Historians never convince when they claim history has a mind of its own. God knows capital is powerful, so much unnecessary suffering is structural, and we all need an analysis, but that doesn’t mean there’s no such thing as courage – or action. At a typical theatre conference at the Young Vic in the 1980s, I remember being so exasperated by the privileged gloom that I intervened to suggest that if the Arts Council could only appoint a decent leader, the fortunes of the subsidised sector would be transformed.
Needless to say, this possibility enraged speakers from the Workers Revolutionary Party, who insisted that no single person could affect anything. After a screening of the film Carla’s Song a few years later, an audience member said that if the next US president was a good guy, he might not follow Ronald Reagan’s support for terrorism in Central America. The director Ken Loach countered with real fierceness: “There are no good guys, there is only the system.”
It’s interesting, therefore, to read that John McDonnell – who in 2015 told Vice magazine “Let’s be clear, we don’t believe in leaders” – has changed his mind. It turns out that the exceptional individual may perhaps achieve something after all – if his name is McDonnell.
Surely, without question, profound change always comes up from below. But change needs to be embodied and articulated. In all walks of life, astonishing people force through good outcomes which would never have happened without them. To insist on this isn’t, as revolutionaries claim, to be bourgeois. It’s to be human.
Hastings, a painter’s town, has gained a literary festival. Sixty per cent of its attendees had never been to one before. So you can use a trip to Sussex in September as a chance to eat the fabulous fish and chips at Maggie’s, then visit the rebuilt pier. Lately in commercial hands, it has almost nothing commercial on it, at least for now. There is one small café built on top of a larger function room which looks as if it has never been used and never will.
The result is stunning, especially as you walk out to the slate-grey sea, where the bare boards stretch away into infinity. You feel as if you’re walking on air. But its scale presents a problem to the poor Jerwood Gallery down the road.
This year, there was a Mark Wallinger on show, some sort of abstract swimming pool, made of string, which had obviously taken a lot of effort. But how can any conceptual artist begin to compete with a pier which is effectively a £14m art installation?
Lovers of crime fiction are groaning as the Man Booker Prize condescends to admit the genre. It only took 50 years. But the judges didn’t seem to notice that the everyday police plodder they had selected for this honour wasn’t half as thrilling as another book already on their long-list.
The Mars Room is centred on a criminal mystery withheld until the final pages. Written by the great Rachel Kushner, the novel effortlessly generates almost unbearable suspense. It’s hard to breathe as the full implications of one woman’s destiny in a California penitentiary are revealed. The Booker Prize needs thrillers more urgently than thrillers need the Booker Prize.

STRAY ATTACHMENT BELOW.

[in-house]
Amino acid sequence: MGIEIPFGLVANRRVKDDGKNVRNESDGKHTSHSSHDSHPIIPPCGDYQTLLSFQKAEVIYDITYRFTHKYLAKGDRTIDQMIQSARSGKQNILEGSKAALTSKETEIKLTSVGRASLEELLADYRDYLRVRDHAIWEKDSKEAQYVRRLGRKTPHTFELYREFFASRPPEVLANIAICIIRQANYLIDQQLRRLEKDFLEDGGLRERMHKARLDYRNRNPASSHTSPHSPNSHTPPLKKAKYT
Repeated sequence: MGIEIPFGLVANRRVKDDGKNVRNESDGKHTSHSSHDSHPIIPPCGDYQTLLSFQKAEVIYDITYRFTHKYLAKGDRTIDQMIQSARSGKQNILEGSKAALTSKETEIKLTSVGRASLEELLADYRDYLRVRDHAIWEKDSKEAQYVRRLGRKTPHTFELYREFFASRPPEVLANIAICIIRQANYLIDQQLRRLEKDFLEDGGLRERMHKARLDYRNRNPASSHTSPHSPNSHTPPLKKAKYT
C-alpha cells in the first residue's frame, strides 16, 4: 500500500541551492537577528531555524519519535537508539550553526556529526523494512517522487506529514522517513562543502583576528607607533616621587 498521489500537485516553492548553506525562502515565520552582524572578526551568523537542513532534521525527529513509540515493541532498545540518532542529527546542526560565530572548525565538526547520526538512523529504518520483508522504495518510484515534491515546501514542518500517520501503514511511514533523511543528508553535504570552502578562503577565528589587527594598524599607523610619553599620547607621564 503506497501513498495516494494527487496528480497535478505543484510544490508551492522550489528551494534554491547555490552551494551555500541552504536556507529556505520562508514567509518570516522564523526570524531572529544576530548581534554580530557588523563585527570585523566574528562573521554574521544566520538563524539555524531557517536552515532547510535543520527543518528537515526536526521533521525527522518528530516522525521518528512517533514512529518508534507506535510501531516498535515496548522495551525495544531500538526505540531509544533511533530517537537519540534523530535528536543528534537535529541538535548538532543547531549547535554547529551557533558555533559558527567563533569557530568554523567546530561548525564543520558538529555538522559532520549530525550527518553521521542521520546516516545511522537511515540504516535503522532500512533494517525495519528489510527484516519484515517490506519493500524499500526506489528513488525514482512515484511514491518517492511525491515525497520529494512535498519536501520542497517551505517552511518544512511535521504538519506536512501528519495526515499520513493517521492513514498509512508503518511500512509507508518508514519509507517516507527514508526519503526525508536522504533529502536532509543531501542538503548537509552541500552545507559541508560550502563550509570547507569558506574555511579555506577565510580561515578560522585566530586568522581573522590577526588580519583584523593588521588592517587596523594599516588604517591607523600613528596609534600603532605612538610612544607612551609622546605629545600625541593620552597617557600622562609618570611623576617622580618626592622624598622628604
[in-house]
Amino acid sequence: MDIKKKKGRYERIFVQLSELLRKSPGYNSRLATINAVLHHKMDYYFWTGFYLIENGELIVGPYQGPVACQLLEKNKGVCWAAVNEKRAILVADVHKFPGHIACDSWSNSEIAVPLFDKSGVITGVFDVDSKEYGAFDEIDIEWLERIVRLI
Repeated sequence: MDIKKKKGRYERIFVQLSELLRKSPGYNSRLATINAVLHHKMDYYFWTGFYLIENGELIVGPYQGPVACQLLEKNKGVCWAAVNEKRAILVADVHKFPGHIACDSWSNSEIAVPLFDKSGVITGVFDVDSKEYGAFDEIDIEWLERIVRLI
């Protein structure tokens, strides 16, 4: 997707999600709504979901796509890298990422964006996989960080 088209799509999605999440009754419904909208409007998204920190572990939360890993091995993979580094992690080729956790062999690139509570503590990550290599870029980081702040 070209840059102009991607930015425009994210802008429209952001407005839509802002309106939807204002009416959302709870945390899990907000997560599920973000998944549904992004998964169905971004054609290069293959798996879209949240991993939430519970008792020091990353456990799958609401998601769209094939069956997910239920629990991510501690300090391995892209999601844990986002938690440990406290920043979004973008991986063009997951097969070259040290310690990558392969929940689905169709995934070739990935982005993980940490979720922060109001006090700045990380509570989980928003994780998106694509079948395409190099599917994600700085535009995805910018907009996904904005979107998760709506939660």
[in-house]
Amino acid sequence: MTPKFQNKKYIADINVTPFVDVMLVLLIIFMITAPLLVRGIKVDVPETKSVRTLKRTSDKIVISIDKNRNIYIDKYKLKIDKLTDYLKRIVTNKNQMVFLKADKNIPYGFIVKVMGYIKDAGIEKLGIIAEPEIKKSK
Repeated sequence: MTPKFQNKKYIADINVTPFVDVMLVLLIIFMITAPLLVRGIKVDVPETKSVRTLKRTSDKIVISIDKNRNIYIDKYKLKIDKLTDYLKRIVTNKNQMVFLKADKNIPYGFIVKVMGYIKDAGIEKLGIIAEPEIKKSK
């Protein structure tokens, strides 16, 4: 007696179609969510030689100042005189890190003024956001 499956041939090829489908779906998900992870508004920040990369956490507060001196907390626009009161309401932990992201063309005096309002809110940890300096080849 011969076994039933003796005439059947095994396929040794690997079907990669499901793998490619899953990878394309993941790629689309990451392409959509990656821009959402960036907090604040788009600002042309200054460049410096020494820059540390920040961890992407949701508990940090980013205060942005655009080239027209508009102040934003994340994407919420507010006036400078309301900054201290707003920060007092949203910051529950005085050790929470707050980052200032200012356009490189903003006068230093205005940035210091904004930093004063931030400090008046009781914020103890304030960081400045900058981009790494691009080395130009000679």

In recommending a film she liked, Pauline Kael once warned you should be careful whom you went to see it with, because its charms were so particular that the wrong companion might unintentionally destroy them.
That’s how I feel in recommending the strange novels of Edward Wilson. He takes real-life events and penetrates them with fictional characters. To me, the result is weirdly convincing. Charles Moore, Margaret Thatcher’s biographer, will have to revise his dewy-eyed account of the Falklands adventure if he troubles himself to read Wilson’s lacerating version of Thatcher’s lawless dishonesty in South Atlantic Requiem. If you’ve ever wondered what exactly MI5 did to make Harold Wilson’s premiership so turbulent, then you can’t do better than pick up A Very British Ending.
The author is a Vietnam vet who, the book-jacket says, lives in Suffolk – the county to which so many spies and military retire. The only time I went to Aldeburgh Golf Club, you couldn’t move for ex-spooks, grazing. I didn’t notice Edward Wilson, but he must have been in the corner, listening hard.
In 1982, I wrote a play about a Unesco conference, which centred round an arrogant Indian novelist in Mumbai who was more colonial than the colonialists. When I later met VS Naipaul, it was the first time I realised that almost nobody resembles their public image. He could not have been more charming.
Further, Naipaul went on to become great friends with Roshan Seth, the actor who had supposedly played him in A Map of the World. At a Faber drinks party that same year for his 60th birthday, Philip Larkin was chatty and sociable, receiving us all one by one and apparently relishing the opportunity to get out and about. When I left at 9pm, Larkin was still going strong, the life and soul.
A later correspondence with Andrea Dworkin, whose writing I admired, revealed her to be witty, gentle and perceptive. How the Dworkin I knew tallied with her public caricature as a harridan I have no idea. Nor did she. I’m not claiming that, to their intimates, Theresa May is a laugh a minute nor David Attenborough a swine, but I do believe that you don’t know anyone whom you know only through the media.
“I’m Not Running” by David Hare opens at the National Theatre, London SE1 on 2 October. It will be broadcast to cinemas on 31 January